The Meaning of Humility (1 Peter 5:5)

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The 19th-century South African pastor Andrew Murray wrote some words that have convicted and challenged me often. He said, “Humility is perfect quietness of heart. It is for me to have no trouble; never to be fretted or vexed or irritated or sore or disappointed. It is to expect nothing, to wonder at nothing done against me. It is to be at rest when nobody praises me and when I am blamed or despised. It is to have a blessed home in the Lord where I can go in and shut the door and kneel to my Father in secret and be at peace as in a deep sea of calmness when all around is trouble. It is the fruit of the Lord Jesus Christ’s redemptive work on Calvary’s cross, manifested in those of His own who are definitely subject to the Holy Spirit.

No sooner do we as Christians think we’ve attained some degree of humility than the Lord shows us through a humiliating experience or a reversal of circumstances how deep-seated our pride really is. John Henry Jowett told of a camp meeting where he was to speak. He said, “At the beginning of the service, prayer was offered for me. It opened with this inspired supplication: ‘O Lord, we thank You for our brother – now blot him out!’“ Yes, unless we are willing to be “blotted out” so that Christ may be seen through us, we will not experience the full blessing of the Lord in our lives.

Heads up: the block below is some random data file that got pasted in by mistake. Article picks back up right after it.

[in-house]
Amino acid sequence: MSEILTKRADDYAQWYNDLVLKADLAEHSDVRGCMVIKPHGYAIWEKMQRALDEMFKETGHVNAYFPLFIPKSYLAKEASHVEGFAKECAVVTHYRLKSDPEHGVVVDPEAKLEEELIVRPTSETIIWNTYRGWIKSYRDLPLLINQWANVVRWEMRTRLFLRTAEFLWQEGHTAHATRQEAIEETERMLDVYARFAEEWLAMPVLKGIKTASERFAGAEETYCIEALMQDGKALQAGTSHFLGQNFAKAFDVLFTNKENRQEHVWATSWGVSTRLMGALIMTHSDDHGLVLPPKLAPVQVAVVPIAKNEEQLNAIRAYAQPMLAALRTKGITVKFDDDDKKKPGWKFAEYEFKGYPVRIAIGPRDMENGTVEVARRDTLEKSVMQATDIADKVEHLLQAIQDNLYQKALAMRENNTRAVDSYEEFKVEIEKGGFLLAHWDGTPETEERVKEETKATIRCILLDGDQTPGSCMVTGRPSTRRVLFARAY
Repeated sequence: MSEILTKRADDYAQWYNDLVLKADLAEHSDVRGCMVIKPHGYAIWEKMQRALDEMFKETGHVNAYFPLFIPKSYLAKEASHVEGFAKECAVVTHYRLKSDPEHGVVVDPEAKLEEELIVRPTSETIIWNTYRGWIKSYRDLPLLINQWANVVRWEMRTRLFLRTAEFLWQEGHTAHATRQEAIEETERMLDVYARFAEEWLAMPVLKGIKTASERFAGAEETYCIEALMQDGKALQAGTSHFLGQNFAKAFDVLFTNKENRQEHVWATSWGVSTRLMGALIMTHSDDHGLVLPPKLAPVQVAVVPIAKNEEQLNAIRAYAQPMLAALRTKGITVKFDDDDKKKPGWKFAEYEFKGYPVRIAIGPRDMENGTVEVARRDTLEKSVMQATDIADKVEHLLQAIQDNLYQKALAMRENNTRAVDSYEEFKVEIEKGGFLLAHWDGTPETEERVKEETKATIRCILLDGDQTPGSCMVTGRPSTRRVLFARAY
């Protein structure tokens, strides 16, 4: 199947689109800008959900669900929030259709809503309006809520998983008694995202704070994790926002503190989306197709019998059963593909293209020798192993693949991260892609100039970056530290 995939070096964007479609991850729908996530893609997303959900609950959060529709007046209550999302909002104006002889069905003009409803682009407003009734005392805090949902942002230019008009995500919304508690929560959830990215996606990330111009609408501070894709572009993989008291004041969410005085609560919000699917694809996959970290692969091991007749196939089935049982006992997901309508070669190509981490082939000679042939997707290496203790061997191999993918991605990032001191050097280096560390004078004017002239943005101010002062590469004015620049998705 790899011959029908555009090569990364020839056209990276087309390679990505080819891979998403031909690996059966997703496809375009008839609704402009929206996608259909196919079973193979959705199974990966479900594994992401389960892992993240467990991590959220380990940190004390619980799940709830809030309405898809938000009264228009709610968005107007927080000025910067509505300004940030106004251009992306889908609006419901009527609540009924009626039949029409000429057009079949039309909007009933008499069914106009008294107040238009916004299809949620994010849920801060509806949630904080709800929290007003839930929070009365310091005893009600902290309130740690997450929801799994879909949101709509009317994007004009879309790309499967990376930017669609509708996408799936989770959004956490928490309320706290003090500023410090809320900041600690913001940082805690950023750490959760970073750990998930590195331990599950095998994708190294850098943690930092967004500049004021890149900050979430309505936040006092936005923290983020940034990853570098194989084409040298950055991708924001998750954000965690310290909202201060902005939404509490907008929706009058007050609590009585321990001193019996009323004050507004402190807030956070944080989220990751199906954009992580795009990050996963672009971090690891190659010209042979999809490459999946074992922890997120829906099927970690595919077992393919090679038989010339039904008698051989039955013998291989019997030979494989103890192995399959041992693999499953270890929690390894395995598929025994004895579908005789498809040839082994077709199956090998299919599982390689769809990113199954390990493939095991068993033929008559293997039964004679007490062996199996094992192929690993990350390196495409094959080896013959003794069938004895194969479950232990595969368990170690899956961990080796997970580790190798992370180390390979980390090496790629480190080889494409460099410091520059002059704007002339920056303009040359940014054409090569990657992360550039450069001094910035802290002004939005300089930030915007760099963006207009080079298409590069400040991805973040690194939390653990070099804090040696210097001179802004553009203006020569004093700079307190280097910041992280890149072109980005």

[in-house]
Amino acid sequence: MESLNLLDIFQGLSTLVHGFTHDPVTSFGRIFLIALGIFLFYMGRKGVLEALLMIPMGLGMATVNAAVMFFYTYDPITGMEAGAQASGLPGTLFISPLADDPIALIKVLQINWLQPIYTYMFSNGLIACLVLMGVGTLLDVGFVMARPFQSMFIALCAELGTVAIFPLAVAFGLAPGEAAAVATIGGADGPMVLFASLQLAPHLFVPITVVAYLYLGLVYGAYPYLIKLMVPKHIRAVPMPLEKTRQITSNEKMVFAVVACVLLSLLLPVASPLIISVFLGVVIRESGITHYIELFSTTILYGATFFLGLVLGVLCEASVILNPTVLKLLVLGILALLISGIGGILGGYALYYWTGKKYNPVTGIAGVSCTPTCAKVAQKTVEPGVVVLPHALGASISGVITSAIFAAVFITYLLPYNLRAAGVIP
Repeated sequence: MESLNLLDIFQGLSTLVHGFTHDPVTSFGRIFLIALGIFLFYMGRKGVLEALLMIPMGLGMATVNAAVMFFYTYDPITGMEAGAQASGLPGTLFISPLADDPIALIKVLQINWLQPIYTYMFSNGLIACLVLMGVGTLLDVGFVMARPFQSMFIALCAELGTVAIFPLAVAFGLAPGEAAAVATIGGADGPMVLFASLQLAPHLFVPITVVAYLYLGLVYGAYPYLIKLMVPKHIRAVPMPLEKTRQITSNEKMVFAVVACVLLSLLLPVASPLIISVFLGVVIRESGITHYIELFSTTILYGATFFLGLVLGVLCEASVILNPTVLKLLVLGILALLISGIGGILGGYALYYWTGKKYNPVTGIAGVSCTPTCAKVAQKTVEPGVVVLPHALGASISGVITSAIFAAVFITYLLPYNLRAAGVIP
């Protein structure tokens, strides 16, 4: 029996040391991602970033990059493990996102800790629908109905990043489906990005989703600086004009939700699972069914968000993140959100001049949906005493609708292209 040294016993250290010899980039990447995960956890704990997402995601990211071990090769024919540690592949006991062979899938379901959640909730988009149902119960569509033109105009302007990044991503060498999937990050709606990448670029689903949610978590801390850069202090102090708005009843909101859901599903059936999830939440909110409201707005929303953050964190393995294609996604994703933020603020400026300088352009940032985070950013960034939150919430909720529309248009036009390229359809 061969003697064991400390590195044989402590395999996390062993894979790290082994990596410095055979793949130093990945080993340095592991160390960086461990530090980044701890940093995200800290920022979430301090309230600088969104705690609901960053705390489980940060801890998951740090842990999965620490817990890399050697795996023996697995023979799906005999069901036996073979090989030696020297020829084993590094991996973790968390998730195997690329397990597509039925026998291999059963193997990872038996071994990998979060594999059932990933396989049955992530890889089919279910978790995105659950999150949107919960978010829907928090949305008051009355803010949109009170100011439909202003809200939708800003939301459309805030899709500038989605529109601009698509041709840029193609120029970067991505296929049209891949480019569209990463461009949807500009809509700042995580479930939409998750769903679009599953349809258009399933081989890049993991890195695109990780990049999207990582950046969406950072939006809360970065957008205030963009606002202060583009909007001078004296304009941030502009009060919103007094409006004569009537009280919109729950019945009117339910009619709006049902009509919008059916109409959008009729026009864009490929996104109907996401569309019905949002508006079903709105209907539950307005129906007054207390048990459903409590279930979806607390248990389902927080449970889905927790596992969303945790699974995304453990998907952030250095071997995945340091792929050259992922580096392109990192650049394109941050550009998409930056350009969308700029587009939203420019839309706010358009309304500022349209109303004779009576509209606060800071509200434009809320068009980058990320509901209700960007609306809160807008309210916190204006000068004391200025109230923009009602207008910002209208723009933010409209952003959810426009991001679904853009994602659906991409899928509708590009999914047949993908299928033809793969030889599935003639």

The more we get to know God and our own heart, the more we see our need for true humility. – Henry B. Bosch

 When all is done, renounce your pride,

Self-praise and boasting scorn;

So shall you glorify the Lord,

And this God’s name adorn. – Anon.

 Humility is a strange thing – when you think you have it, you haven’t.

  • August 15, 1987, Our Daily Bread 
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